​I can imagine a future where milk lovers gather at a milk bar and discuss various kinds of Holstein Blanc, Jersey Chablis, and Guernsey Bordeaux. They pour daintily into their milk glasses, sniff elegantly, and earnestly argue over whether or not Kentucky Golden Guernsey exhuming flinty hints of the red clay terroirs upon which the cows graze is not better than Holstein blanc, with a light-bodied personality suggesting the sunny, slightly manury air that the cows breathe as they walk to and fro over California dry lots. Personally, I prefer slow-pasteruerized Lake Erie Jersey with its lean, tight, strongly mineralized flavor. What about you?

P.S. I just can’t resist passing this tidbit along, underscoring just how small our planet is. Last week I mentioned how a golf course in my county is being plowed up for corn and beans. Just this morning (March 28), the news is reporting that China recently bulldozed two golf courses for farm crops.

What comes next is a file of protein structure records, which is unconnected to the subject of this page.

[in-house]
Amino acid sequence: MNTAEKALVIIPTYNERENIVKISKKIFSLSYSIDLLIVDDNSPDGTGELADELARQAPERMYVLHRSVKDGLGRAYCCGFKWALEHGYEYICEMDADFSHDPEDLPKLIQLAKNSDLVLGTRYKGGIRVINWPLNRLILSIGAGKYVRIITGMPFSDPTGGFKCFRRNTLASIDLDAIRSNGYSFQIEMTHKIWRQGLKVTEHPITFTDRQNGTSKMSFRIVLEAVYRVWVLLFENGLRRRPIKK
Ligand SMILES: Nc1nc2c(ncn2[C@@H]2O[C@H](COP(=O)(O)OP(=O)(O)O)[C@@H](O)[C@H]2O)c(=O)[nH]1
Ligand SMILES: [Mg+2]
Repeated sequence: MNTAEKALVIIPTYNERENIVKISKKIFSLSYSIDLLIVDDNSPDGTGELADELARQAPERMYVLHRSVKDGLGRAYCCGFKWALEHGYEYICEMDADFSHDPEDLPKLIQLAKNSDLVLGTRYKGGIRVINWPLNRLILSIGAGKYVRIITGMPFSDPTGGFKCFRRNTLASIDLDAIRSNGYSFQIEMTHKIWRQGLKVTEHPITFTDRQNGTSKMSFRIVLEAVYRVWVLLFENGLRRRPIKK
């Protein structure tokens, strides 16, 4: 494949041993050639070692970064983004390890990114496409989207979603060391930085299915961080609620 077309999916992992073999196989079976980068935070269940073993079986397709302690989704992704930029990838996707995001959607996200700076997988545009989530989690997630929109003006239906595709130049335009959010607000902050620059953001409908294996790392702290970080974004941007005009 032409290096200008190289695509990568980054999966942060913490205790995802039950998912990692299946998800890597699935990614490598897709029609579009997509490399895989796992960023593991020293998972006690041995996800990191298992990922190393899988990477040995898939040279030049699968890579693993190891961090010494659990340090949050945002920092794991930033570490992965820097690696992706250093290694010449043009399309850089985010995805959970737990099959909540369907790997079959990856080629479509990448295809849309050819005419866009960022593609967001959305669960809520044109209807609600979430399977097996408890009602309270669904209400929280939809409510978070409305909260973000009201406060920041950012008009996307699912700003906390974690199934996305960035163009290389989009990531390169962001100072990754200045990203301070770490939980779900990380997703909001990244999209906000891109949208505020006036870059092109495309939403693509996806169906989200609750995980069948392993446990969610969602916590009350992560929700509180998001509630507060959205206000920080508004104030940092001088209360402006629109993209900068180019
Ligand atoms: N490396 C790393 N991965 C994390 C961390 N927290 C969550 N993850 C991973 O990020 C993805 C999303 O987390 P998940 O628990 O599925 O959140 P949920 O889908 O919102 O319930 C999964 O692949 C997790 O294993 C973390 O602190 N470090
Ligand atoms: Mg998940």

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13 Comments

I chuckled at your reference to the market for backyard coops. Just 10 years ago it was nearly impossible to find them. I recall a classified ad in the back of Mother Earth News, but that was it. Nowadays you can buy them in grocery stores. Amazing.

I like Almond Milk so that thought conjures up other types of milk being dispersed at the milk bars. I’m off of all dairy to include all other dairy products w only very occassionally eating a yogurt or an ice cream, but looking for alternatives in these types of products also. We live in a small NM town & non animal options are not available yet.

I was raised on fresh milk. But now, being that all you can get is homogenized milk, I can’t drink milk anymore.